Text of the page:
Rationale: Lung compliance has been found to be low in patients with chronic diaphragmatic weakness or paralysis but has not been well-studied in patients with amyotrophic lateral sclerosis (ALS). Noninvasive positive-pressure ventilation (NPPV) prolongs survival in ALS patients but may also have additional beneficial effects.
Objectives: This study evaluated static expiratory lung compliance (CL) in subjects with ALS and determined the effect of lung inflation with supramaximal inflation on CL.
Design: This was a prospective trial comparing CL before and after supramaximal lung inflation via mouthpiece-delivered positive pressure.
Setting: A single university medical center with an multidisciplinary ALS center.
Participants: Fourteen subjects with ALS were compared to 4 healthy volunteers.
Interventions: Subjects underwent a battery of pulmonary function tests including for CL. Then they used positive pressure administered via a mouthpiece set to 10 cm H2O above their maximal static recoil pressure for 5 min. The CL measurement was then repeated.
Results: The mean (± SD) baseline CL was reduced (164.1 ± 82.1 mL/cm H2O) in subjects with ALS and was significantly lower than that in healthy volunteers (237.5 mL/cm H2O; p = 0.04). CL increased significantly in subjects with evidence of diaphragm weakness (change in CL, 11.3 ± 16.7 mL/cm H2O; p = 0.03). Healthy volunteers did not have an increase in CL.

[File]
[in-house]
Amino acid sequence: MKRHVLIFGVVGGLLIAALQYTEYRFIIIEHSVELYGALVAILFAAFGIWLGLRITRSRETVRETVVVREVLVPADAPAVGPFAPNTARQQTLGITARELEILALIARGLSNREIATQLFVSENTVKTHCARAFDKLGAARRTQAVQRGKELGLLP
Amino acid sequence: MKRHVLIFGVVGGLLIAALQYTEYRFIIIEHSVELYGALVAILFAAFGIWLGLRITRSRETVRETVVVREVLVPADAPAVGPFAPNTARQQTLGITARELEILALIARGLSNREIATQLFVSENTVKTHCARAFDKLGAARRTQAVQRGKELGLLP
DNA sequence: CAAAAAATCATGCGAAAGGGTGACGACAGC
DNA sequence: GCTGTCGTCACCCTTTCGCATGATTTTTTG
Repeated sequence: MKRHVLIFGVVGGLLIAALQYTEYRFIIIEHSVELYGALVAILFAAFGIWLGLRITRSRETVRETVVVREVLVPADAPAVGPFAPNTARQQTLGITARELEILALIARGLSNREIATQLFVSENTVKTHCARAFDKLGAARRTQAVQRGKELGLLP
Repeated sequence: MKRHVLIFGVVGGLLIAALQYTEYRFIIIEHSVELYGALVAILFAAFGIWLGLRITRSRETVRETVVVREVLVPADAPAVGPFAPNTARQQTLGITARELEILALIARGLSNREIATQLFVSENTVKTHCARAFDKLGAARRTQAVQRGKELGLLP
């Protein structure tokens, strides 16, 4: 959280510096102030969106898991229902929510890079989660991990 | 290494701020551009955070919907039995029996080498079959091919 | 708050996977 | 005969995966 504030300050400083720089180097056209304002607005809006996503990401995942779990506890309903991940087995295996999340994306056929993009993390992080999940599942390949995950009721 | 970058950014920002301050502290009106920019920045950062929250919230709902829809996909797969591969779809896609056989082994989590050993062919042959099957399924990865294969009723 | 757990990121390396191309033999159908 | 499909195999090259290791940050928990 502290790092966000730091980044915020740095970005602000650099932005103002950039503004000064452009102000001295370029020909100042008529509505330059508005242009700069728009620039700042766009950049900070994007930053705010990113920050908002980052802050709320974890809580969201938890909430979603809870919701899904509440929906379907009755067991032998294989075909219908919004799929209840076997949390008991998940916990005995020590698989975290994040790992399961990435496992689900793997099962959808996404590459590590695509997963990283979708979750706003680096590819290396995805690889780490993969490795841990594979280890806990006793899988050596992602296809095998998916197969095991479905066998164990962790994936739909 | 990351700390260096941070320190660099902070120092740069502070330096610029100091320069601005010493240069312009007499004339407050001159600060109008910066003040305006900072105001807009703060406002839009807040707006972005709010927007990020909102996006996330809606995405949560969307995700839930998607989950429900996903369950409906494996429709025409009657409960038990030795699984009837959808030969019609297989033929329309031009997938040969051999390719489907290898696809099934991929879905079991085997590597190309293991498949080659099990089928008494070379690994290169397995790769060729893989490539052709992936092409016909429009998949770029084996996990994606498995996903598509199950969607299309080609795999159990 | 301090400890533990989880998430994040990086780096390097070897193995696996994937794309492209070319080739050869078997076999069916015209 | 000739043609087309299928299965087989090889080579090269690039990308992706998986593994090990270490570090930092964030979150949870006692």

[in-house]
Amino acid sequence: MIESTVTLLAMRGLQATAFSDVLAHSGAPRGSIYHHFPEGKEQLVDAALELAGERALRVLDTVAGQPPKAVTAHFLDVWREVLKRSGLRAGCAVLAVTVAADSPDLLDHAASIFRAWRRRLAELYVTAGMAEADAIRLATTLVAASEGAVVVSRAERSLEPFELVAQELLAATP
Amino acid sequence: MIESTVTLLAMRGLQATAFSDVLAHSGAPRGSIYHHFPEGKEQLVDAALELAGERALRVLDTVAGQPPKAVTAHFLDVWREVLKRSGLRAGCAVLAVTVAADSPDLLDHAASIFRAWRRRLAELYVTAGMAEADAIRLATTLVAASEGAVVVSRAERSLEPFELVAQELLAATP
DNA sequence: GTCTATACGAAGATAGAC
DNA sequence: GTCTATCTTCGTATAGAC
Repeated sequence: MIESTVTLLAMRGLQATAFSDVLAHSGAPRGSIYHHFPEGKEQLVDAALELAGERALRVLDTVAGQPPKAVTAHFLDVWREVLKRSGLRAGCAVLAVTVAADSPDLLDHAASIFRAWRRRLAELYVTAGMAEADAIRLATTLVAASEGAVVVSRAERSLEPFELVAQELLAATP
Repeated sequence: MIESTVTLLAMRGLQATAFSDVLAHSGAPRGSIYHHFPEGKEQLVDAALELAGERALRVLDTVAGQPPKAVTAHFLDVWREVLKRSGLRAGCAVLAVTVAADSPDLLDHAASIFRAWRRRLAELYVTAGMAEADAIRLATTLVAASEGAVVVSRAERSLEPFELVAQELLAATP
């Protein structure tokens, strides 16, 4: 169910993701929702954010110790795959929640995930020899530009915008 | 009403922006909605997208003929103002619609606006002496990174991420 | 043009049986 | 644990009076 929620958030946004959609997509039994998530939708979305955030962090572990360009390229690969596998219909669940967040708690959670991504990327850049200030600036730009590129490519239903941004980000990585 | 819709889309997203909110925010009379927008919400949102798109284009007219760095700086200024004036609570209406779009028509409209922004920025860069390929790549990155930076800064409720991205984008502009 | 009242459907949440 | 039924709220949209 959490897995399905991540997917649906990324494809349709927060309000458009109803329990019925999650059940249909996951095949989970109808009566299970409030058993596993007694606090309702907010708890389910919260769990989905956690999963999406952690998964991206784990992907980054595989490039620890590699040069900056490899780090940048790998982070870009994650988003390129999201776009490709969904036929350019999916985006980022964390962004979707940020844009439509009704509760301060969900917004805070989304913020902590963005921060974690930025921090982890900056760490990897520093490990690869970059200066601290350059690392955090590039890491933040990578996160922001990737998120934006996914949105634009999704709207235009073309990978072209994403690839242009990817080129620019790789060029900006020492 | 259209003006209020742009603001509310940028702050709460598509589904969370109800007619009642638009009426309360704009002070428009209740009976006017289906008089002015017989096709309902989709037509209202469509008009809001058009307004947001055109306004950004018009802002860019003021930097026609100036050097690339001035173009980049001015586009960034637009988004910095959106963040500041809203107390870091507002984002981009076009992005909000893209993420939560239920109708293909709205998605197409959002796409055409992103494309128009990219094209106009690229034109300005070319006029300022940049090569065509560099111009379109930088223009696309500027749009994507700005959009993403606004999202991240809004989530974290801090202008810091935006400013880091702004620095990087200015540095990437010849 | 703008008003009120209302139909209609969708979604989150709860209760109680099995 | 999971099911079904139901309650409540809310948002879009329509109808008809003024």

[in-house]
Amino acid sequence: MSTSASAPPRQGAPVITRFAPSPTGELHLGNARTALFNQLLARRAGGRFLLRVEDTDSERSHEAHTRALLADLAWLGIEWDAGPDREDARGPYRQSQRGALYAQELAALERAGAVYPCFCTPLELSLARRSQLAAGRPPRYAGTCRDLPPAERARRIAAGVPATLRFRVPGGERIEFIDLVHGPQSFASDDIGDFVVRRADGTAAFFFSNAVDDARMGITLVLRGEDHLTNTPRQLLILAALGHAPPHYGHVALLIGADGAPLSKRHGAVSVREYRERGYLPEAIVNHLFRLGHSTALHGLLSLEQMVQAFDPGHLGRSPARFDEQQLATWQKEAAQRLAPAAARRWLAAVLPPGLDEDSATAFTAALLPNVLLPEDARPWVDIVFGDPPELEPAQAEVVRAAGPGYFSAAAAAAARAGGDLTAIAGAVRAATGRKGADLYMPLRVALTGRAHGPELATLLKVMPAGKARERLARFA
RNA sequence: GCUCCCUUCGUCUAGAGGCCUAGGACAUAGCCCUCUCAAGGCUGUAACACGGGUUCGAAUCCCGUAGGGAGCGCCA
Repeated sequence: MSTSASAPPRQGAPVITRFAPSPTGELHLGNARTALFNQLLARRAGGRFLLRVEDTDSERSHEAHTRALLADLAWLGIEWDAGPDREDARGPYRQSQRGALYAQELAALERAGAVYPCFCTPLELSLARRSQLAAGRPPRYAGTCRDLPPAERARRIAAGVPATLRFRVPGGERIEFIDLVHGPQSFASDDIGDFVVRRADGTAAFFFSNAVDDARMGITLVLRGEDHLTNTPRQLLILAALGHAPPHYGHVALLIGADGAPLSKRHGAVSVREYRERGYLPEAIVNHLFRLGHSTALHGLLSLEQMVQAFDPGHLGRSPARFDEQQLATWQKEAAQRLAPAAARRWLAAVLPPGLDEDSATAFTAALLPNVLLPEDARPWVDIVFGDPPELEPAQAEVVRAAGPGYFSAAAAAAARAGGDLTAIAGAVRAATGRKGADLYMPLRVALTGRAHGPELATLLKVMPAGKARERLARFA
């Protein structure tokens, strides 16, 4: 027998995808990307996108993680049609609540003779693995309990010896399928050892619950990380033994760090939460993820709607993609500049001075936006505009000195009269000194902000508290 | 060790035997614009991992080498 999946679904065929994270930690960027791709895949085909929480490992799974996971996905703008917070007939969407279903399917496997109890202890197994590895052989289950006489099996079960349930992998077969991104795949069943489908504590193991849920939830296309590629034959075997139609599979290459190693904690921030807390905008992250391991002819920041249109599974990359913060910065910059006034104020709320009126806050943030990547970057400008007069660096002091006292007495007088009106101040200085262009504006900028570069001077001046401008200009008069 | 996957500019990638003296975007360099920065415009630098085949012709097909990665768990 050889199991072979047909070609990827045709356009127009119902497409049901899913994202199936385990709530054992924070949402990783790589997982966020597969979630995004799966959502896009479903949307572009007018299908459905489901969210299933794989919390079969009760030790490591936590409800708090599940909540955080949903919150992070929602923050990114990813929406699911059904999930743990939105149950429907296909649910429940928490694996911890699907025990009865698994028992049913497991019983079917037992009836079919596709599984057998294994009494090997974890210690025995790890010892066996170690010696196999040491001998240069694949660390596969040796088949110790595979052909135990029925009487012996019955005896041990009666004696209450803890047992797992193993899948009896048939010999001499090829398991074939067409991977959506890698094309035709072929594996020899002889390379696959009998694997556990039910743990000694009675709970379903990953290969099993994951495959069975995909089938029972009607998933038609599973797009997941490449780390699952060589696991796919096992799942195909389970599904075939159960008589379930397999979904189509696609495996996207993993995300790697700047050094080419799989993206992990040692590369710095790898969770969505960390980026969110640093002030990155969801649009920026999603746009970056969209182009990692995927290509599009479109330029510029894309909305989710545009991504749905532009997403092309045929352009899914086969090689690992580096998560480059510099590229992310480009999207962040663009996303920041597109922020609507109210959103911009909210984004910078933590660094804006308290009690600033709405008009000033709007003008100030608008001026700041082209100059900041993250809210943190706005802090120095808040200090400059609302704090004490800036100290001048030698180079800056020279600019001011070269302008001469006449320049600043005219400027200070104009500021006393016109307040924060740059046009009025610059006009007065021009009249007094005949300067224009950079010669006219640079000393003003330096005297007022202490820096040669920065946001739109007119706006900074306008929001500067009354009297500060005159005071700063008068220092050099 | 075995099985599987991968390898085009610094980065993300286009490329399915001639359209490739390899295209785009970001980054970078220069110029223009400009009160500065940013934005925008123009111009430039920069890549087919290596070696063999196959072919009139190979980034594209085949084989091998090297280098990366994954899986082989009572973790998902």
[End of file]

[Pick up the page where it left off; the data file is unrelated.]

Conclusions: Patients with ALS and diaphragmatic weakness have reduced CL, and brief supramaximal inflation increases CL. These findings suggest that atelectasis or increased alveolar surface forces are present in ALS patients and that these patients will have increased work of breathing. Some of the beneficial effects demonstrated with NPPV therapy may be through its effects on CL and the work of breathing.